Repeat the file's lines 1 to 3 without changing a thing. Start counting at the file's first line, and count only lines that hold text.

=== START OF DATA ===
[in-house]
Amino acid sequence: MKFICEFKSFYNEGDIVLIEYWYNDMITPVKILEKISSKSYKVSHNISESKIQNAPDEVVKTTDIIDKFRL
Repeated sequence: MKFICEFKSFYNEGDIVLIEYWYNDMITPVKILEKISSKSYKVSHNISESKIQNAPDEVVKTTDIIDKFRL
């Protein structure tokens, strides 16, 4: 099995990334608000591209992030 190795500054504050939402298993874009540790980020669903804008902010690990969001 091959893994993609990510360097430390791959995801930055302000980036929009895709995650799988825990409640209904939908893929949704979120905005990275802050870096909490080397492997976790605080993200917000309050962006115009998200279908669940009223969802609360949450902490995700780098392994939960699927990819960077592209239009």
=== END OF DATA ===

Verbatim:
[in-house]
Amino acid sequence: MKFICEFKSFYNEGDIVLIEYWYNDMITPVKILEKISSKSYKVSHNISESKIQNAPDEVVKTTDIIDKFRL
Repeated sequence: MKFICEFKSFYNEGDIVLIEYWYNDMITPVKILEKISSKSYKVSHNISESKIQNAPDEVVKTTDIIDKFRL